Contemporary art through the lens of a network researcher  | Interview with Milán Janosov

Contemporary art through the lens of a network researcher | Interview with Milán Janosov

How can artistic performance be measured mathematically? Can the success of artists and curators be measured? The latest volume of BarabásiLab, Élek mentén – Kortárs magyar képzőművészet az adatok tükrében (Along the edges—Hungarian Contemporary Art in the Light of Data) has been published, which seeks the answers to the above questions, among others. In our interview, we talked to one of the authors of the book, Milan Janosov, a network researcher, about the topic. Read on to find out more about contemporary art through the lens of a network researcher!

The central element of the volume is BarabásiLab: Hidden Patterns, which took place at the Ludwig Museum in 2020 October. The project titled The Hungarian Art Network, was on display at the exhibition titled The Language of Network Thinking. The MMH’s aim was to create a data-driven, as objective as possible, impression of the Hungarian art scene. A snapshot that can be expanded and developed further, and which, according to Linda Bérczi (editor and author of the volume), has the unconcealed intention of creating waves in the standing water. Our research explores the processes that have taken place in the Hungarian art scene from the 1800s to the present day and uses data visualizations to show the visibility and performance of artists, curators, institutions, and the connections between them. Our interviewee, Milan Janosov, is not only one of the authors of the volume, but also led MMH’s data research as a network researcher.

Photo: Ludwig Museum

What do you enjoy most about your job as a network researcher?

The fact that it can be applied to an amazing number of areas. Even though we’ve had graphs for three hundred years and their structure and anatomy remain the same, there’s still a lot of untapped potential for their use. My work gives me insight into exciting spheres as diverse as electronic music, brain research, urbanism and, in the case of this publication, contemporary art.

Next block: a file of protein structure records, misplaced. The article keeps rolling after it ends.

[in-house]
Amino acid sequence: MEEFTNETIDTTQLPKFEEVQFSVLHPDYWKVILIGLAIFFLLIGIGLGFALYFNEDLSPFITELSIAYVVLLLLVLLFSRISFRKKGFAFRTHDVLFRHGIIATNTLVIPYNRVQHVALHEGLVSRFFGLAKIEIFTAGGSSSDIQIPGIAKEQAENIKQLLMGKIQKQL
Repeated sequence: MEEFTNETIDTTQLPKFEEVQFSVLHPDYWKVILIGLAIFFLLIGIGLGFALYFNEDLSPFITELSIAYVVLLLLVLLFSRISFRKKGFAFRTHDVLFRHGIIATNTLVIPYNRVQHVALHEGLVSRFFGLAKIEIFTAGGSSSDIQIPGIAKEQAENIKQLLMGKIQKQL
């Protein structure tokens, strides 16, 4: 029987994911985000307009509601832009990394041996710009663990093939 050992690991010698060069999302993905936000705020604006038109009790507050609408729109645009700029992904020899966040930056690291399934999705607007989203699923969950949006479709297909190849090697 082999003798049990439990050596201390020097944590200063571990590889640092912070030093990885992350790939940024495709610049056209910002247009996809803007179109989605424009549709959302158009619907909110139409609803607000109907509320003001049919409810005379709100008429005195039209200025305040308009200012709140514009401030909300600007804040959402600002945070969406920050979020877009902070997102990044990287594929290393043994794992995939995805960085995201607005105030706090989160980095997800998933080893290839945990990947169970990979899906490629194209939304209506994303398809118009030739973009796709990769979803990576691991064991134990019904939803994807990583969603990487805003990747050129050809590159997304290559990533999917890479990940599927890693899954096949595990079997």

Linda Bérczi, Milán Janosov, Zsófia László, Ágoston Nagy and Szilvia Seres at the book launch of Élek mentén. Photo: Dániel Török

The collection and processing of data can be influenced by individual factors and decisions. How do you think this can be best minimized? Can network research produce completely objective results?

When it comes to networks, we’re always trying to model reality, and models in the circles of physicists are said to be the simplest thing that answers a question. If you think of a perfect model as a perfect representation of reality, it’s the same as reality. When we collect a database, the more different data types, qualities and sources we compare, the more consistent the result will be. Detecting errors and reconciling commonalities between different databases is essentially detective work.

To what extent do you see the danger of the medium in terms of someone sitting down to research with preconceptions and wanting to convey a preconceived narrative through data visualization?

I think this happens in all disciplines, unfortunately such bias cannot be completely eliminated. However, in this project, it was particularly fortunate that although I was the one who was most involved with the data, I didn’t know too much about Hungarian art and the art scene itself, so I had no preconceptions at all. From this point of view, it can work well to have experts in the field to help correct errors in the data, while having an outsider to deal with the data itself.

How did you get involved in the project The Hungarian Art Network, which is part of Ludwig Museum’s BarabásiLab exhibition?